Erectile Dysfunction, Libido are helped by Pumpkin Seeds:
For ERECTILE DYSFUNCTION, LIBIDO, roasted pumpkin seeds are available year-round, and an easily accessible, inexpensive natural remedy for a lackluster libido. Often referred to as a “backyard” vegetable, the humble pumpkin and its seeds belong to the Cucurbitaceae family which also includes gourds, squash, cantaloupes, and cucumbers. Although high in calories, these come from high-quality protein and healthy, monounsaturated fatty acids (MUFAs). Pumpkin seeds are chock full of libido-boosting vitamins including the B vitamins and vitamins C, D, E, and K. They also contain many minerals like calcium, niacin, phosphorus, potassium and zinc.
Zinc in particular helps the body produce testosterone to improve sex drive and is also necessary for the production of healthy and abundant sperm. Human studies finally confirmed decades of animal studies showing that even moderate zinc deficiency plays an important role in modulating serum testosterone levels in normal men.1 Since the human body is unable to store this important nutrient, it must be eaten daily for an ongoing healthy sperm count.
Pumpkin seeds also contain plant-based omega-3 fatty acids which are the precursors to prostaglandins, hormone-like substances that are important for sexual health and desire. Myosin, another amino acid found in pumpkin seeds, is important in the signaling pathway to promote healthy smooth muscle contraction.2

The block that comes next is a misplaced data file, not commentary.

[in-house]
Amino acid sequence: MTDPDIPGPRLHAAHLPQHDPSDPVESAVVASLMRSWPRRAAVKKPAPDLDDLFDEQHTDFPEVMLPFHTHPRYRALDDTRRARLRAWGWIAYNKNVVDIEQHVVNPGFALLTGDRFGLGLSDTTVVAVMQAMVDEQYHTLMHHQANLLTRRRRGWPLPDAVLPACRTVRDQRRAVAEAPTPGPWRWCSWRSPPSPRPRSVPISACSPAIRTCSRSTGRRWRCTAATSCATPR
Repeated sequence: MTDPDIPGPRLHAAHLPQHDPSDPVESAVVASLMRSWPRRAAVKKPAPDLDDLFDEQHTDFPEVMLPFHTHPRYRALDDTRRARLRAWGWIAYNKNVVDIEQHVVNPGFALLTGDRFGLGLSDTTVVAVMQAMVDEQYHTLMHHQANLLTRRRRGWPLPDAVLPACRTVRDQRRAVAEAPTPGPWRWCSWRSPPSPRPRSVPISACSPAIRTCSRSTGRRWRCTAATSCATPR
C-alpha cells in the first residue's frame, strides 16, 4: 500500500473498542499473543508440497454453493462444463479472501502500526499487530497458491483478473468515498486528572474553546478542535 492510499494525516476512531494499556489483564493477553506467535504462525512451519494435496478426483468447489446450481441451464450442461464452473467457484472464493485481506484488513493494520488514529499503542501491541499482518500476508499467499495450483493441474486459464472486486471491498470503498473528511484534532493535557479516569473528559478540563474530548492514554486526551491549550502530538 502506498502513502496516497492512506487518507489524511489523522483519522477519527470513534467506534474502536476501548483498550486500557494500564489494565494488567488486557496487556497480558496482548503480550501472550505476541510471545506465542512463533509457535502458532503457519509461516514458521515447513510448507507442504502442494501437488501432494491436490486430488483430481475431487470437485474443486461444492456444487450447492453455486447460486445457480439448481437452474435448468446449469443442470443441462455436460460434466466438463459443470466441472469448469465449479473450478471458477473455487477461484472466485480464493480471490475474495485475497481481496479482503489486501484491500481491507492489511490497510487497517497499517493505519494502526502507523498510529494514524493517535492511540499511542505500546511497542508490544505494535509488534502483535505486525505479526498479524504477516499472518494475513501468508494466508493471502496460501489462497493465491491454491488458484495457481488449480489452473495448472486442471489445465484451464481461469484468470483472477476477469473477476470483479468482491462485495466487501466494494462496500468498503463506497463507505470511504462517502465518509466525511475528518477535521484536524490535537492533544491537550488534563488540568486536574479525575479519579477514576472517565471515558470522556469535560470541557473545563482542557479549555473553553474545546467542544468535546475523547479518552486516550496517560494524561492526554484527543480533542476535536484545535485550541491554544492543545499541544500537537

Research is also focused on the importance in the pathophysiology of oxidative stress on arteriogenic erectile dysfunction.3 Since erectile dysfunction accumulates oxidative products in erectile tissue, antioxidant therapy may be a useful prophylactic tool for preventing smooth muscle dysfunction and fibrosis. Pumpkin seeds contain the oxidative stress-relieving giants carotenoids plus vitamin E in all of the following forms: alpha-tocopherol, gamma-tocopherol, delta-tocopherol, alpha-tocomonoenol, and gamma-tocomonoenol. These last two forms have only recently been discovered in pumpkin seeds, and their antioxidant health benefits are a topic of current research since their bioavailability might be greater than other forms of vitamin E.
Recommendation: ¼ cup of pumpkin seeds daily.
- Prasad, Ananda S., et al. “Zinc status and serum testosterone levels of healthy adults.” Nutrition 12.5 (1996): 344-348.
- Andersson, Karl-Erik. “Erectile physiological and pathophysiological pathways involved in erectile dysfunction.” The Journal of Urology 170.2 (2003): S6-S14.
- Azadzoi, Kazem M., et al. “Oxidative stress in arteriogenic erectile dysfunction: prophylactic role of antioxidants.” The Journal of Urology 174.1 (2005): 386-393.
Prostate Enlargement, Benign is helped by Pumpkin Seeds:
For Prostate Enlargement, Benign, pumpkin seeds contain protective compounds called phytosterols and chemicals which may be responsible for shrinking the prostate and removing constriction of the urethra. More than half of U.S. men over age 50 have issues with an enlarged prostate causing discomfort and urinary problems. Eating pumpkin seeds is an old remedy making a comeback for scientific reasons.